Poor execution
Mine own executioner, - Nigel Balchin

I have to confess that I did a thing which I am always telling people they shouldn't guilt themselves into doing...I read a book that I wasn't really all that interested in reading. My rationale was that I had gone out of my way (interlibrary loan from a different state) to get this book and I didn't want to admit that it wasn't worth the effort. *sigh* 

 

The book that I'm referring to is Mine Own Executioner by Nigel Balchin. I want to give you a central theme or something to succinctly explain it but the closest I can manage is saying that it's about a man who is battling an inner turmoil while also trying to be a competent psycho-analyst. There's a lot of discussion around the validity of a medical degree vs hands-on training which leads to our main character, Felix Milne, taking on a very difficult case to 'prove' that he is just as capable as a medical professional. His patient was recently involved in a traumatic experience in the war and as a result he experienced a psychotic break from reality and tried to murder his wife. While Milne tries to uncover the root of this man's troubles he continues to ignore the cause of his own marital problems. He has a strained and virtually platonic relationship with his wife and actively struggles with his feelings for her best friend. I guess there's an irony there that he is able to ascertain and ultimately help heal what ails his patients but he can't clearly see that he is the cause of his own misfortunes and unhappiness. Milne is an acerbic and not altogether likable character who plays God with those he seeks to help (and his wife). He justifies this by saying that it's a necessary part of their treatment that they come to see him this way. I don't think I can say with any conviction that I liked this book. The characters were one dimensional, the plot was fairly predictable, and the ending was highly unsatisfactory. I can't even say that I recommend it to ________ or ________. 0/10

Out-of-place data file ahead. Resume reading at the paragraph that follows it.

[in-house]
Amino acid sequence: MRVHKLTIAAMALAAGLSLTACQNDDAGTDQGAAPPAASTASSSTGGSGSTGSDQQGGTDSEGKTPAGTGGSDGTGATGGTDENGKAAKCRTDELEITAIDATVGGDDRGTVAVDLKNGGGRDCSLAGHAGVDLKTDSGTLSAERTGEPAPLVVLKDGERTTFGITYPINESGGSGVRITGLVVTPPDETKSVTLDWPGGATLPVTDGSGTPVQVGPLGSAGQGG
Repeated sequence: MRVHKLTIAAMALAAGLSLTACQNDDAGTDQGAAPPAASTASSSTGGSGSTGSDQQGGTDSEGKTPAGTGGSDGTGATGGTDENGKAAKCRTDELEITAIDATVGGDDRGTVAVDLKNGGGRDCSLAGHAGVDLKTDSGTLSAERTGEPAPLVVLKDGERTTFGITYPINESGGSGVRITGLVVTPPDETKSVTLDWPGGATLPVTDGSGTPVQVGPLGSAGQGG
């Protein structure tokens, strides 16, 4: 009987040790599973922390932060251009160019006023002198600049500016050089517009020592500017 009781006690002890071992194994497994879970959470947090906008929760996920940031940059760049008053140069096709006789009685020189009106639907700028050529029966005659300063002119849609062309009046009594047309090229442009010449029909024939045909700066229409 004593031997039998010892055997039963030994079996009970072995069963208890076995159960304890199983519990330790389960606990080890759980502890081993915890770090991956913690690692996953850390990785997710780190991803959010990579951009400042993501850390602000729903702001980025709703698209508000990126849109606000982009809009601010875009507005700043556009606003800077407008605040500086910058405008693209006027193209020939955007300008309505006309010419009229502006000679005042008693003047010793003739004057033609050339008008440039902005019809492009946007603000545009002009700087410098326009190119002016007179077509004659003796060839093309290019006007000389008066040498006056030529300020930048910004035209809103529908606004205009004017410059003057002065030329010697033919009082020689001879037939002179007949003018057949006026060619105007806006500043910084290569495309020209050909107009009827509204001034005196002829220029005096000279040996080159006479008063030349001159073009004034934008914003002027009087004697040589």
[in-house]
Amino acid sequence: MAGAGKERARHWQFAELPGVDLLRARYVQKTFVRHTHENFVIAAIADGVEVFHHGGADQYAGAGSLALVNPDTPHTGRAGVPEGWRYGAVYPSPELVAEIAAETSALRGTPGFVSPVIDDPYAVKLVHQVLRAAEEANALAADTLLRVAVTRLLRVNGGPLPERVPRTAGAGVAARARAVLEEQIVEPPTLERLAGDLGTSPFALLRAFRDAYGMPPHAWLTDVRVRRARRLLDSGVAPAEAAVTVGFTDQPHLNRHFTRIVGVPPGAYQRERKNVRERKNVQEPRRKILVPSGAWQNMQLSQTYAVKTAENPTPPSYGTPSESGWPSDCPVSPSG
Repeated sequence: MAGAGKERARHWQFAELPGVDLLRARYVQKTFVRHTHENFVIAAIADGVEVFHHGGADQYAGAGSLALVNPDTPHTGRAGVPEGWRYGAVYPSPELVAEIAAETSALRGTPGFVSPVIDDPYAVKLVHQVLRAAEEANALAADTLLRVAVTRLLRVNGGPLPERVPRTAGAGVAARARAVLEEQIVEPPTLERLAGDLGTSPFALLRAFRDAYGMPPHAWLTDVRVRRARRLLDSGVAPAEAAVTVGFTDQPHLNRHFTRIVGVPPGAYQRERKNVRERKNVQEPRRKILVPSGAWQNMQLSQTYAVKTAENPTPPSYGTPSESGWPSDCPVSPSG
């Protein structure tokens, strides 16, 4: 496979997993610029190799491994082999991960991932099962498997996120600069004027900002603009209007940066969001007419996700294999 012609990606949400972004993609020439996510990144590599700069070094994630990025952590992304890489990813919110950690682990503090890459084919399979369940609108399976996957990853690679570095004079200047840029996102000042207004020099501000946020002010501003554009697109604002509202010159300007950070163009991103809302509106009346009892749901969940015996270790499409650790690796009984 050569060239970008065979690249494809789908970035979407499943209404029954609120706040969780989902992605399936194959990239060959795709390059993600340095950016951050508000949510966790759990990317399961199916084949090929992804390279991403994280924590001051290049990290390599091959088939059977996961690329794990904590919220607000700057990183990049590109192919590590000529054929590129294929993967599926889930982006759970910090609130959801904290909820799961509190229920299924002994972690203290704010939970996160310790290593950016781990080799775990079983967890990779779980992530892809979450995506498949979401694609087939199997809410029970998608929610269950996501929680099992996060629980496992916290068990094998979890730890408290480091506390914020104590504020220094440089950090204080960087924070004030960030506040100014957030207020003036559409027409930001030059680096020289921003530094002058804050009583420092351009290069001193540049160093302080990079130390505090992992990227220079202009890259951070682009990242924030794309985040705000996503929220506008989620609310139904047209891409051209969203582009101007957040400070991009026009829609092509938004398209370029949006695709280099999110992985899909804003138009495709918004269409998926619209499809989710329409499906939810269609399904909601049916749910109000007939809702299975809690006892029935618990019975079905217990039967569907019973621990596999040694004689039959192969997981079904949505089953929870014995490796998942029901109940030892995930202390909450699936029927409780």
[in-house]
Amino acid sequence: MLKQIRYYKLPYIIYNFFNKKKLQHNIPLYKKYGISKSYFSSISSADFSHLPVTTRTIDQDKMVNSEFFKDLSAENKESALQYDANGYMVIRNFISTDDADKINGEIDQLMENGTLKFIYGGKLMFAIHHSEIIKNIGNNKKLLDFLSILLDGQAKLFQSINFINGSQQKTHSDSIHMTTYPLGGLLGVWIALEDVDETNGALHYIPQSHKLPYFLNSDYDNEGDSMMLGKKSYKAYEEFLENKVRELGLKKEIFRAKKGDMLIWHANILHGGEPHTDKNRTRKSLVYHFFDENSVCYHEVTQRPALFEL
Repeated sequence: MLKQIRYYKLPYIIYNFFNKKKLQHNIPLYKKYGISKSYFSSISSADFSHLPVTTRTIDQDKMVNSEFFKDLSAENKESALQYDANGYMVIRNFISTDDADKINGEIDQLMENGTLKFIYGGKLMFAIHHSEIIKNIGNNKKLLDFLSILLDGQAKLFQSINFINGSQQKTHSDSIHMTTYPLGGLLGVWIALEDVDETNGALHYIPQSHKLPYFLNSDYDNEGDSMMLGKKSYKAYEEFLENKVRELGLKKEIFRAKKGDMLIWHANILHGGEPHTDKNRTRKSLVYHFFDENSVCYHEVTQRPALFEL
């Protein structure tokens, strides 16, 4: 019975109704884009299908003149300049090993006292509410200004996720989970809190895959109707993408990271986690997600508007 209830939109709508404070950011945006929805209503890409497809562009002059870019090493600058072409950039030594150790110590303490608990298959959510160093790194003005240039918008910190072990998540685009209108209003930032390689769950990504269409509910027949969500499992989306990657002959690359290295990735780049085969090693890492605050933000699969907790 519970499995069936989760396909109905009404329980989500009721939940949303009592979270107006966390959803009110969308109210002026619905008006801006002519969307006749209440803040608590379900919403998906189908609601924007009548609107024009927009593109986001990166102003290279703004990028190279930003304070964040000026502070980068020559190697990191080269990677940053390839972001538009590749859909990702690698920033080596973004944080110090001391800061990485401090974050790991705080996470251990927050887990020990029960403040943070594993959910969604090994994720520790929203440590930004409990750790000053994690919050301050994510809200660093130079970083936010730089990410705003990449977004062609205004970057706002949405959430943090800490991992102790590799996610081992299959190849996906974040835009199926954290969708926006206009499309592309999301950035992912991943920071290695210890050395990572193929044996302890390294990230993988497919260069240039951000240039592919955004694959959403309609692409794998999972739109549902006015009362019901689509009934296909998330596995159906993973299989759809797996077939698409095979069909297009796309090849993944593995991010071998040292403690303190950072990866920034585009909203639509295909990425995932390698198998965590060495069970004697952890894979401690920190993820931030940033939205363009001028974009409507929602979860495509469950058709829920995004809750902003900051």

PS They made it into a film. Why?

 

What's Up Next: Einstein's Dreams by Alan Lightman

 

What I'm Currently Reading: Ghostland: An American History in Haunted Places by Colin Dickey

 

Source: readingfortheheckofit.blogspot.com
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review 2017-04-02 03:01
THE UNLIKELY PILGRIMAGE OF HAROLD FRY by Rachel Joyce
The Unlikely Pilgrimage of Harold Fry - Rachel Joyce
  I loved this book. I got so caught up in Harold's journey to save Queenie. I got angry when others wanted to join his journey. I liked that both Harold and Maureen had to look at themselves and their marriage while Harold was on his walk. Seeing them look honestly at their marriage especially their son and the last 20 years was cathartic. I cried. I laughed. This book is a keeper.